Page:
It’s quite common now for films to be adapted from previous works of literature. Though it can be taken as unoriginal, adaptations can often offer new perspectives or even increment the legacy of the original work. One of the works that’s had quite a few adaptions is Henry James’ novella The Turn of the Screw. It tells the tale of a governess who has been hired by a man to take care of his niece and nephew after the death of their parents. It wasn’t until college that I read the story and immediately loved it. The elements of mystery and horror blended into such an intricate story was incredible to read for the first time. I was very excited to see that a new adaption of this novella, titled The Turning, was being released this year.
The Turning, which is directed by Floria Sigismondi, sees Kate (Mackenzie Davis) being tasked to take care of Flora (Brooklynn Prince), a young orphan who lives in an estate in Maine. This is a major opportunity for Kate as she’s looking for a career change from being a classroom teacher. Things with Flora seems to be going well until her older brother, Miles (Finn Wolfhard), comes home after getting expelled from his boarding school. Kate starts to go through unexplainable situations, which drive a wedge between her and the children. She soon realizes that both the children and the house are harboring dark secrets that will test her in ways that she never imagined.
Before talking about specific story elements, I have to give praise to the use of mirrors and spectral figures throughout the film. Going into the film, I expected it to be full of jump scares since that seems to be what most mainstream horror films rely on for scares. However, several scenes that use mirrors and spectral figures were genuinely terrifying. For instance, the first night that Kate is at the estate, she’s getting Flora ready for bed. As she goes to close the window, a figure’s reflection is shown. Up to that point in the film, there weren’t any real moments that scared me but seeing that reflection definitely did. The scare was completely unpredictable, as there was no build-up, which only made it much scarier.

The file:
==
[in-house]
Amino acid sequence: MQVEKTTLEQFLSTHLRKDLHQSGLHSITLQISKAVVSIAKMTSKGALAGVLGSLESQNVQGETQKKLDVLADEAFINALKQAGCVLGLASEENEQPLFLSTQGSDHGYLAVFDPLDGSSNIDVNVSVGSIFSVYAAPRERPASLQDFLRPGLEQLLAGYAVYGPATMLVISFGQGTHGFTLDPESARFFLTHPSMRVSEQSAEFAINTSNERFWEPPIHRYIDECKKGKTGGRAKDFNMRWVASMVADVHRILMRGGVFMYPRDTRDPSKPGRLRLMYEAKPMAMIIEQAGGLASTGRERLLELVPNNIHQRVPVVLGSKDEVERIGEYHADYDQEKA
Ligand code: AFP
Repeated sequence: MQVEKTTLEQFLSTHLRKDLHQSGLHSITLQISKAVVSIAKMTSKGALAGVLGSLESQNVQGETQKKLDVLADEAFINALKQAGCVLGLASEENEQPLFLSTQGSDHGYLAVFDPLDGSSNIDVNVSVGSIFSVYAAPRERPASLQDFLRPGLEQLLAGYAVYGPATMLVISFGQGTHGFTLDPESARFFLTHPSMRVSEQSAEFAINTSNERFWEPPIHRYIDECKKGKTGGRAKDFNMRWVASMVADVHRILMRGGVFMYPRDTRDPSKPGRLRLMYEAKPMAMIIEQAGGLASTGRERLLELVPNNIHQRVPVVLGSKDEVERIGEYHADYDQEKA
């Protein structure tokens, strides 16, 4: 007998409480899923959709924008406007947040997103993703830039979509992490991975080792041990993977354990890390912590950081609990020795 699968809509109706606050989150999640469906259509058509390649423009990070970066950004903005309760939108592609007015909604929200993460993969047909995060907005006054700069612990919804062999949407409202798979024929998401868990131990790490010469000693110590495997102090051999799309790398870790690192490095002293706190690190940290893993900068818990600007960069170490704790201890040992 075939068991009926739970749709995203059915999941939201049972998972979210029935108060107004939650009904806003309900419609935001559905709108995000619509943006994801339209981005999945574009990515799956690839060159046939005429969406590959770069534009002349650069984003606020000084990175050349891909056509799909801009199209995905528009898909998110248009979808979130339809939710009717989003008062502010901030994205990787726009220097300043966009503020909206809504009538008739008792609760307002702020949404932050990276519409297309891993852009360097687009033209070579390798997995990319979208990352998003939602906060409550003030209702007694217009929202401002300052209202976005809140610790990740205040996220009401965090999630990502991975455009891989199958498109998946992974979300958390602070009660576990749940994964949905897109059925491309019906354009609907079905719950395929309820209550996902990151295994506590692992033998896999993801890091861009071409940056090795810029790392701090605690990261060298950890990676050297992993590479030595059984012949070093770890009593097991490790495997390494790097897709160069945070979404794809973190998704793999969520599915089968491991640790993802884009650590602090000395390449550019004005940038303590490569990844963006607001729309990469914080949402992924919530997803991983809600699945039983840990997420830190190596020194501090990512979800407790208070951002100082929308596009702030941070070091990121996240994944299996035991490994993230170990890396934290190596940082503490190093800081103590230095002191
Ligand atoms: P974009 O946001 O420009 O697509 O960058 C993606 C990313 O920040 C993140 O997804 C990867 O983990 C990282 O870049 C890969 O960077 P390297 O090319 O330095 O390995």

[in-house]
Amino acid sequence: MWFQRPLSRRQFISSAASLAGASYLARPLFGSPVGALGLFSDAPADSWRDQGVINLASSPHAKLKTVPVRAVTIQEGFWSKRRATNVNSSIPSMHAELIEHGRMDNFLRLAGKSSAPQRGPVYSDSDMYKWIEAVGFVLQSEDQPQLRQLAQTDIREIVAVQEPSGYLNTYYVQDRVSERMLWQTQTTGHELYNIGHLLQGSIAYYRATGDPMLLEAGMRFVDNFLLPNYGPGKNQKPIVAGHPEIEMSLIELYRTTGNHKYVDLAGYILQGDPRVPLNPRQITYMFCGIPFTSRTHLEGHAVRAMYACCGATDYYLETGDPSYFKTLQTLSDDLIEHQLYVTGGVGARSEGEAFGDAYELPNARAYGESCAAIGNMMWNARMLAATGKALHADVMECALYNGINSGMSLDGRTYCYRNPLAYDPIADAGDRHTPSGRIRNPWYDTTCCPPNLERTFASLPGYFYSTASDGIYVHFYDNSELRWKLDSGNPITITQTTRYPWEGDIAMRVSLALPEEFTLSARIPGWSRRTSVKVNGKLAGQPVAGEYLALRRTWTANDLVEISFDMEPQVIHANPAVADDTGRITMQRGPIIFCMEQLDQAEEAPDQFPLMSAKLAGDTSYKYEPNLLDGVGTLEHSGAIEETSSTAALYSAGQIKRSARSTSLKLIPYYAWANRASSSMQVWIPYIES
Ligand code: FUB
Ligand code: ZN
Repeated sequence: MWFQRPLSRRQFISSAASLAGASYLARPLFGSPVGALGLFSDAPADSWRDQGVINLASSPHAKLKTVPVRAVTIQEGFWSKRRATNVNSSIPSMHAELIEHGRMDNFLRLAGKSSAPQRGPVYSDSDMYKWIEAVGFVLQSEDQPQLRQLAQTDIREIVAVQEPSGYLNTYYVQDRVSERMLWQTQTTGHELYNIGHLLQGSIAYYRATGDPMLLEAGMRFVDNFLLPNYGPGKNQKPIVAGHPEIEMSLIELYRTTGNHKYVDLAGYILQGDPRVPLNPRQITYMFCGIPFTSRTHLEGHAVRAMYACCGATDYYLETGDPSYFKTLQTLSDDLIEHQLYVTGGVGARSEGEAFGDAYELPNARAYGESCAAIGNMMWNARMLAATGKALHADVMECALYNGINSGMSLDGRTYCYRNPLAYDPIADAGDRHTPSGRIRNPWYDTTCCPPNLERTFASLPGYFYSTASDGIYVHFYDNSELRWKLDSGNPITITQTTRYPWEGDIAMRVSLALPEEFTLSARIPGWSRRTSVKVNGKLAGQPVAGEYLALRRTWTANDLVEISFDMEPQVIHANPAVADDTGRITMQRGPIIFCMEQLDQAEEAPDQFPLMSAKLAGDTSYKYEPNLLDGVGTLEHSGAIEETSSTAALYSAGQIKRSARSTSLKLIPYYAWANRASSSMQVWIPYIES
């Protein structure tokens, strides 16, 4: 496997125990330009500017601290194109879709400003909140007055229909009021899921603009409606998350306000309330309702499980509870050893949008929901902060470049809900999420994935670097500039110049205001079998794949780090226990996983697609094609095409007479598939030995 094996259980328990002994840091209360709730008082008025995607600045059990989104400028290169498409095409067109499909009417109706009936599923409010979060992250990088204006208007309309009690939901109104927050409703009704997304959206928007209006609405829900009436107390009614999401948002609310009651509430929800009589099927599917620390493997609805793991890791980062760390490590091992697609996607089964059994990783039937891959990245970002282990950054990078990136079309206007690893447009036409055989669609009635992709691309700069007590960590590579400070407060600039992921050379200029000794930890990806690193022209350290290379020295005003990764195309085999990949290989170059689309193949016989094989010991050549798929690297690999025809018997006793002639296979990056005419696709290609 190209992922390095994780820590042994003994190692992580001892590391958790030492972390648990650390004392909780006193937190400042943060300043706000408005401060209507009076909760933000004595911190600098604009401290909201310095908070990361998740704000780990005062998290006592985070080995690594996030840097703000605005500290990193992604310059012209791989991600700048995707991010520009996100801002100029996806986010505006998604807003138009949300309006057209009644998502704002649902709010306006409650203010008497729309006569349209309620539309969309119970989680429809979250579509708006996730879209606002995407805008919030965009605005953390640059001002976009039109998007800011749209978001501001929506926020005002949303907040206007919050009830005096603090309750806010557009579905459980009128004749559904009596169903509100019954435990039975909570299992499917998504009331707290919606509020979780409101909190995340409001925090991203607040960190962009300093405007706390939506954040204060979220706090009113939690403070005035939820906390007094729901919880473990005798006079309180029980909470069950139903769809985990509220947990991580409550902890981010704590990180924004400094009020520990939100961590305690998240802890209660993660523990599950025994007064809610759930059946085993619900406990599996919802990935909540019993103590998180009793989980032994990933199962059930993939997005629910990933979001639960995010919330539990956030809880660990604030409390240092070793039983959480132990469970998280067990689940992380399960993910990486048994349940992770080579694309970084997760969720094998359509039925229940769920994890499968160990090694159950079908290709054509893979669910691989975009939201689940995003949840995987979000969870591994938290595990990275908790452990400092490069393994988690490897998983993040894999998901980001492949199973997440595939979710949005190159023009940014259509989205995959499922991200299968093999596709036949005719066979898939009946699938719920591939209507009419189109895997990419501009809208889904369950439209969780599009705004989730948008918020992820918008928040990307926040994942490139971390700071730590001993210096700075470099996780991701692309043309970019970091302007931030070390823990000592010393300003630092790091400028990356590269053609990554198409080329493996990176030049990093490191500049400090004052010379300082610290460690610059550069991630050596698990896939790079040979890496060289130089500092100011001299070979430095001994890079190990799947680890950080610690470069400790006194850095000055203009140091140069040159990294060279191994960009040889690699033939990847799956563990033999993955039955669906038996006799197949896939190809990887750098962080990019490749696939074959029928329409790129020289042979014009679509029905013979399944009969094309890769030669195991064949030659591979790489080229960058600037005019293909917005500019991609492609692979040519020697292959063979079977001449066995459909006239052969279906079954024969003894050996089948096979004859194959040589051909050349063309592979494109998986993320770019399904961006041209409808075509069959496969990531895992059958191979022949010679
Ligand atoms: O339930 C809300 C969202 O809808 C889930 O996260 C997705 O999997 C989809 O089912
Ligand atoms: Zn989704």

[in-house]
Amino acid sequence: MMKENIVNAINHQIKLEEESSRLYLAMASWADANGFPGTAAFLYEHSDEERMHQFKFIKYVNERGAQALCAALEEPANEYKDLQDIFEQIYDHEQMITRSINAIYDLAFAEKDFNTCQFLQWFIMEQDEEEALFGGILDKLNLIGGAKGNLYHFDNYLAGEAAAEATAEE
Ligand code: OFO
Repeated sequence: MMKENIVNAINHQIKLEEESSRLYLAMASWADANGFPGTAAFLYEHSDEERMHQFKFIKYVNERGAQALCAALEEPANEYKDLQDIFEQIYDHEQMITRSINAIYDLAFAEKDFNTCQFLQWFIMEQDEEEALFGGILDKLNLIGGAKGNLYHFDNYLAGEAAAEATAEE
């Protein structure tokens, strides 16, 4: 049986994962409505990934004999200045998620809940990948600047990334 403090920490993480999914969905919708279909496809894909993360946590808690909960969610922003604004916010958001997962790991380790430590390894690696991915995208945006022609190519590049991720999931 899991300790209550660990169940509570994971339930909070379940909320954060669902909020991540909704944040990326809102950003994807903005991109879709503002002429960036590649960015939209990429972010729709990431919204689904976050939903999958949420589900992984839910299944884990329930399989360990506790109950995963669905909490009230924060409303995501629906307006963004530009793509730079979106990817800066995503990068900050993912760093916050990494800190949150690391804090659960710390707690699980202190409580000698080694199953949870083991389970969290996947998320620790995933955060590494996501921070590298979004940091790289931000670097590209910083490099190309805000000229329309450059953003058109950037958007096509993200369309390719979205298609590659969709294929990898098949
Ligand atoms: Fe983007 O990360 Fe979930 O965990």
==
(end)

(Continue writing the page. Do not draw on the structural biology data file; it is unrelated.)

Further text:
As with any adaptation, there were some changes from the plot of the novella in The Turning. Besides some character traits being changed, one of the major changes is the time that the plot of the film takes place. The film takes place during 1994, which is established through a reporter breaking the news about Kurt Kobain’s death. The time change affects the fact that Kate isn’t a governess but rather a school teacher. However, I don’t understand the real significance of establishing what time the plot takes place in. If it had any other effects that made a major impact on the plot, I would understand. It lacks any real substance in the film, which makes it out to be a lackluster aspect.
I understand that films who depict acts and situations of fiction ask its audience to suspend its disbelief, but it’s hard to imagine any adult putting up with any of this. To be more specific, I’m referring to what Kate has to put up with the kids, not the supernatural and horror elements. The lack of respect that Miles shows to Kate is so hard to watch that I can’t imagine how she puts up with it. The multiple scares that she goes through would’ve easily driven anyone out of the house. I understand that all of this is the point of her mental state descending, but showing it in different ways would have made the story much more convincing rather than focusing on why it seems illogical.
After being disappointed by another big mainstream horror film earlier this month, I was hoping for The Turning to make up for that. However, the overall story is rather bland, even with its incredible scares. Adapting a work that already has several adaptations out can be difficult, which makes me not want to judge this film too harshly. However, there also has to be a sense that The Turning was willing to add new elements that made it stand out from the rest. The ending left me more puzzled than excited, which ultimately is the effect of a lackluster film.
The Turning is playing in theaters now.
- Rating - 5/105/10
the overall story is rather bland, even with its incredible scares